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How To Train Your Horse Using Negative Reinforcement  

Learn why negative reinforcement horse training—also known as pressure and release—works and how to use it properly.
a woman in an indoor arena practices negative reinforcement horse training while exercising a horse on a longe line.
Getty Images

Negative reinforcement, informally known as “pressure and release,” is arguably the most common horse training technique. It is how we can communicate silently to the horse basic things such as move forward, slow or stop, and turn under saddle, as well as advanced behaviors such as rollbacks, lateral work, or flying lead changes. It can also help us teach horses how to lead and tie safely, walk, trot, and canter in a round pen, load in a trailer, and more.  

As with other techniques, knowing how and why negative reinforcement horse training works can help us use it in ways that minimize harm.  

What Is Negative Reinforcement? 

As we discussed in the article How Horses Learn, all animals learn, or make changes to their future behavior, because of the consequences that follow their behavior. While undesirable consequences make behaviors less likely to occur, the focus of this article is on how we can use desirable consequences to make behaviors more likely to occur, thus achieving training goals.  

When a horse performs a behavior that leads to desirable consequences, he is more likely to behave that way in similar future circumstances. For example, when a person waves a flag behind a feral BLM Mustang in a pen and the Mustang moves forward, the behavior of moving forward will be more likely to happen again. When this occurs, it is because the behavior has been negatively reinforced. Negative in this instance isn’t a judgment statement. It just means something was removed (proximity to or waving of the flag). Additionally, when behavior occurs again as a result of desirable consequences, we say the behavior has been reinforced.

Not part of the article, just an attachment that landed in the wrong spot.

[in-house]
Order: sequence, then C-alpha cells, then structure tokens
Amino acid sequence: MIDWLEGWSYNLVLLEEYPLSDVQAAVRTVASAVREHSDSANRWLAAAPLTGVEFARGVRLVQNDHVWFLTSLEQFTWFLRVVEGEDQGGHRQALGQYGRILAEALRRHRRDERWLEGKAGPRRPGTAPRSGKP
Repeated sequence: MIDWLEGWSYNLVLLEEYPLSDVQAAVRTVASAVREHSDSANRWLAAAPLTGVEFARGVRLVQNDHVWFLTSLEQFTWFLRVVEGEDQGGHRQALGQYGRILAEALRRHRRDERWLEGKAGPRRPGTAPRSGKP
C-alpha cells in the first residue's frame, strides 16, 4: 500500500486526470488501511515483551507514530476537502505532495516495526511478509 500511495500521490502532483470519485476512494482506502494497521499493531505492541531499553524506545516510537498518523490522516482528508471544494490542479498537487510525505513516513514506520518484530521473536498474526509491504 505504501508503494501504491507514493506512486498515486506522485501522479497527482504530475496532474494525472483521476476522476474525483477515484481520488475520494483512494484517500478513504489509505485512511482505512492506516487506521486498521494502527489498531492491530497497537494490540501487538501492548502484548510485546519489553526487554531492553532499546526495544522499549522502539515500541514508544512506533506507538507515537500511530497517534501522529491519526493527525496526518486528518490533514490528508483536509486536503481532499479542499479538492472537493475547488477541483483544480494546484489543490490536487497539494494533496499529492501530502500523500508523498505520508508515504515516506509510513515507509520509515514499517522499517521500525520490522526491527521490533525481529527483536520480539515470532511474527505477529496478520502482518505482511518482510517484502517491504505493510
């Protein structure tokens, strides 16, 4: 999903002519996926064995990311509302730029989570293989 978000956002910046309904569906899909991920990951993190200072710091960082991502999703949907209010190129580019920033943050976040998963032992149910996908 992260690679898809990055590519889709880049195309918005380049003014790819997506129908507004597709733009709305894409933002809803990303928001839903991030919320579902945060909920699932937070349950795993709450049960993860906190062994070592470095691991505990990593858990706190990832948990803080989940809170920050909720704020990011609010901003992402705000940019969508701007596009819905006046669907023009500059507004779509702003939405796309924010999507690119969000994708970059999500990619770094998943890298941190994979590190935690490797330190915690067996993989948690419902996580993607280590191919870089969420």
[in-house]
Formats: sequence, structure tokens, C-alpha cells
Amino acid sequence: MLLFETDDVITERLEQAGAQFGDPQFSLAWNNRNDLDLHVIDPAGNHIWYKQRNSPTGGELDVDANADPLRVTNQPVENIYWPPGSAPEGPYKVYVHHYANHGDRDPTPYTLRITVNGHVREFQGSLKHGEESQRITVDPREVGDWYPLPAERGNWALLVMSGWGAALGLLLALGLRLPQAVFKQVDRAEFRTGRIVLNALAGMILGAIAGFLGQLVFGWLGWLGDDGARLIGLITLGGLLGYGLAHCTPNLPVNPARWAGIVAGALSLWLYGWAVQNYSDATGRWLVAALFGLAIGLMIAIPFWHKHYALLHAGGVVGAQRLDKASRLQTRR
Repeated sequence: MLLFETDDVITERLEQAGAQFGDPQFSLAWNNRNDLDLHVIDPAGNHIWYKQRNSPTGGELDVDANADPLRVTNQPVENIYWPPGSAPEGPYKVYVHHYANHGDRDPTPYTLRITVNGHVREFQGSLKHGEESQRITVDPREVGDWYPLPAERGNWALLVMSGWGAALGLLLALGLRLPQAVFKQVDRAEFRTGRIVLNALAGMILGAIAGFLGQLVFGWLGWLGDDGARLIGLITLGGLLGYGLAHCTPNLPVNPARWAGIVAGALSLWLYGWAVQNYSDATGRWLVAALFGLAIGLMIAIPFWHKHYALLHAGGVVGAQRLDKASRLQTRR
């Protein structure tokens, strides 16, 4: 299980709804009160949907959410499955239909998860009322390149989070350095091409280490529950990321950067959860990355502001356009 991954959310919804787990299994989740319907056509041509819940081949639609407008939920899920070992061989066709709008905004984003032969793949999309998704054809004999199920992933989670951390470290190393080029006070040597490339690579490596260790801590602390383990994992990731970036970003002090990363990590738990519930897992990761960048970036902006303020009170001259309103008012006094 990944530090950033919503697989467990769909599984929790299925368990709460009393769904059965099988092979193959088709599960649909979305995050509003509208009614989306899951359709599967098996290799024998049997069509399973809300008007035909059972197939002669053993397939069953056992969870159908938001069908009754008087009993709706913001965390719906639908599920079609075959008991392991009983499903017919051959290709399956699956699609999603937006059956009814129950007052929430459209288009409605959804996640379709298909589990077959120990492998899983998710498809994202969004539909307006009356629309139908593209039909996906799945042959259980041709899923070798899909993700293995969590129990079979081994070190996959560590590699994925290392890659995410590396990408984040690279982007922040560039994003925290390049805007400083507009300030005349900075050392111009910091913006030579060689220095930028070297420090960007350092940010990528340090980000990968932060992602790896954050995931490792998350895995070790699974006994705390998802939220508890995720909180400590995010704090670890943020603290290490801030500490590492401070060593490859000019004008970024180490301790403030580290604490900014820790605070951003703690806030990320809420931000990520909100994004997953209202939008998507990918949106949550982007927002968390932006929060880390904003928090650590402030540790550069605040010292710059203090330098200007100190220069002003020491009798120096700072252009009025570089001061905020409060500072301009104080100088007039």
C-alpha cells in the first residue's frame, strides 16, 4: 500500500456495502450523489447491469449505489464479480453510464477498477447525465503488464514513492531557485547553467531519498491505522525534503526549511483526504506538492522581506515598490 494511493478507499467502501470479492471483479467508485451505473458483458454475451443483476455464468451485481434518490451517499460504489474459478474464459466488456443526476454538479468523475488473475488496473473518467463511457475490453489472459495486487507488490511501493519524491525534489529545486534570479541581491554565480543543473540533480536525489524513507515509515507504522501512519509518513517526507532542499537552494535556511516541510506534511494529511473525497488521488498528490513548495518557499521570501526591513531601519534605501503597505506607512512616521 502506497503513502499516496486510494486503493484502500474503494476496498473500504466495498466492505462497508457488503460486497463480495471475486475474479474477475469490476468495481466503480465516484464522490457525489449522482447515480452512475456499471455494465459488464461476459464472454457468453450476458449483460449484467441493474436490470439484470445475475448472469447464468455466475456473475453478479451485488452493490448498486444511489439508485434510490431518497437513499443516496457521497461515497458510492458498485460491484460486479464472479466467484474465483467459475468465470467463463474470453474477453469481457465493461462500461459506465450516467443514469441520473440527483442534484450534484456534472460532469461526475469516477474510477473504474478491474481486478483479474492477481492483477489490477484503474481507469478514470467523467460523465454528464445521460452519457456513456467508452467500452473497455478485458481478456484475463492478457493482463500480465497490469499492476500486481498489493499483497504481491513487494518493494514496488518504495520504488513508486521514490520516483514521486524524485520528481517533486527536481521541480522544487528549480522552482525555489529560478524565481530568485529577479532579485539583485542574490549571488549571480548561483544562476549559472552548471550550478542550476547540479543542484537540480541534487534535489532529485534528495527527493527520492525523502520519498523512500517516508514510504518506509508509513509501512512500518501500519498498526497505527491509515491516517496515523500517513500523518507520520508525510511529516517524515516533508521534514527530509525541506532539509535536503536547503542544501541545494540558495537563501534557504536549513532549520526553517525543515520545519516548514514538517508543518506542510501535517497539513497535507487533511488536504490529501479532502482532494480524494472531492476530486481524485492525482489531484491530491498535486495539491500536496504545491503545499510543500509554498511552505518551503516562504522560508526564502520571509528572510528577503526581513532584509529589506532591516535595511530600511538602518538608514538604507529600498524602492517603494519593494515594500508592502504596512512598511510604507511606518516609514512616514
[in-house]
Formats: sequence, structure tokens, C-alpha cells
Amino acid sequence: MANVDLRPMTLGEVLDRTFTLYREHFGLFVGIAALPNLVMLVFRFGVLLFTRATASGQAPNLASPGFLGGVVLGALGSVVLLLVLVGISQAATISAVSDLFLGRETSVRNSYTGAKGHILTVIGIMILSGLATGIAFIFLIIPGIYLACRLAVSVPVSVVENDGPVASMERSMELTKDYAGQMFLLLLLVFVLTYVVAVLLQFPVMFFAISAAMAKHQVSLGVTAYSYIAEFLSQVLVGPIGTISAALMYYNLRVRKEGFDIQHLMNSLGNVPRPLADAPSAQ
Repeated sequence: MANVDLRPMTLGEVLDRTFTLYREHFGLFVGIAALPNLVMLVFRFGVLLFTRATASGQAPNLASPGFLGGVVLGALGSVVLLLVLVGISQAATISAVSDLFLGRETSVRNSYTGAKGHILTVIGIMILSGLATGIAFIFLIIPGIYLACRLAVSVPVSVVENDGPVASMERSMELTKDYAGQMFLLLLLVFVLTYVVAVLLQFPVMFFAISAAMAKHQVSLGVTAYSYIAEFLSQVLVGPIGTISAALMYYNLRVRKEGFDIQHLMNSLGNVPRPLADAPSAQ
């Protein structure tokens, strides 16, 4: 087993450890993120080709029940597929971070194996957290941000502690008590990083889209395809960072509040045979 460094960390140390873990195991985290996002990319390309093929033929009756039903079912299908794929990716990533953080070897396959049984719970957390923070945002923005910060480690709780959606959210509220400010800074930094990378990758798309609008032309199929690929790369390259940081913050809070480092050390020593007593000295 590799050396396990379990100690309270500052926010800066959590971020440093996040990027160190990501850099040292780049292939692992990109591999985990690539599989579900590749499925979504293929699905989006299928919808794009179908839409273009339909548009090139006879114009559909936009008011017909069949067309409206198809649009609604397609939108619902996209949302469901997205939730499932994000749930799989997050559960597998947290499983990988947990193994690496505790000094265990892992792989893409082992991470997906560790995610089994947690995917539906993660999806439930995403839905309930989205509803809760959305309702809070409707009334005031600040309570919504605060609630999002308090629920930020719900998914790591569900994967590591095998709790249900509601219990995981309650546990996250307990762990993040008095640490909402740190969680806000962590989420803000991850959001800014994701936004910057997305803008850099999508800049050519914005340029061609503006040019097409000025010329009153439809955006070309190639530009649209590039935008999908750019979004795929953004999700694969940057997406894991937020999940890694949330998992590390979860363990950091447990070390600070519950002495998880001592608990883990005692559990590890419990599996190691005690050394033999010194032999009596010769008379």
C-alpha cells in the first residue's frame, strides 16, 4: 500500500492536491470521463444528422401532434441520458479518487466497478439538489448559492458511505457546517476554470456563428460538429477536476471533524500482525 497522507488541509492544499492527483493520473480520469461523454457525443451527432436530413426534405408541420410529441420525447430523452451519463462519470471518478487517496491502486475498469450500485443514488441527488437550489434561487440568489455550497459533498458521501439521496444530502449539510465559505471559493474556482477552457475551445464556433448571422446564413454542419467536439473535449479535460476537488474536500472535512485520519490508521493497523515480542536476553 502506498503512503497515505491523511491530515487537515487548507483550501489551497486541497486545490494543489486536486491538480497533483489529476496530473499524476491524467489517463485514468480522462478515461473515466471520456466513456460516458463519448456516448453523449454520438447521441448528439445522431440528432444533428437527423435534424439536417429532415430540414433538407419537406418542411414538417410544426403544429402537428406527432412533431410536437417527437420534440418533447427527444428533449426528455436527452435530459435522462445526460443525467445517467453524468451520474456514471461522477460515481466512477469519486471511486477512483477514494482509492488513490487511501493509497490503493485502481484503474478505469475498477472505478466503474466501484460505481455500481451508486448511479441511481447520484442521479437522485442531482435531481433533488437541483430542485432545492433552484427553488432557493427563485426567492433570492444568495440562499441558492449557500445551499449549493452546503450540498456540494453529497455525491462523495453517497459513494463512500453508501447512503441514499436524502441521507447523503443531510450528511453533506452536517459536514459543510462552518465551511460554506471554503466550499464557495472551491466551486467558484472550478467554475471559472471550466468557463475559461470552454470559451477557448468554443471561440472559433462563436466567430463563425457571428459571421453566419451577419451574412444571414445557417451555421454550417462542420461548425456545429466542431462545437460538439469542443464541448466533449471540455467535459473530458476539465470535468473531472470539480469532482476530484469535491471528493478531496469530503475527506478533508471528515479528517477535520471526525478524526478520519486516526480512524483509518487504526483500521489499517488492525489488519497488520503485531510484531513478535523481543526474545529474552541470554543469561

Negative reinforcement horse training is also called escape or avoidance learning/training. This is because animals will behave in ways that help them escape from or avoid interactions with unpleasant stimuli. Those very escape or avoidance behaviors make it more likely the animal will behave that way again. This is because feeling “relief” can be a very desirable consequence.  

How To Use Negative Reinforcement Horse Training Properly 

negative reinforcement horse training can be used to teach horses how to safely do anything from lead and tie to load a trailer.
Negative reinforcement can help us teach horses how to lead and tie safely, walk, trot, and canter in a round pen, load in a trailer, and more. | Getty Images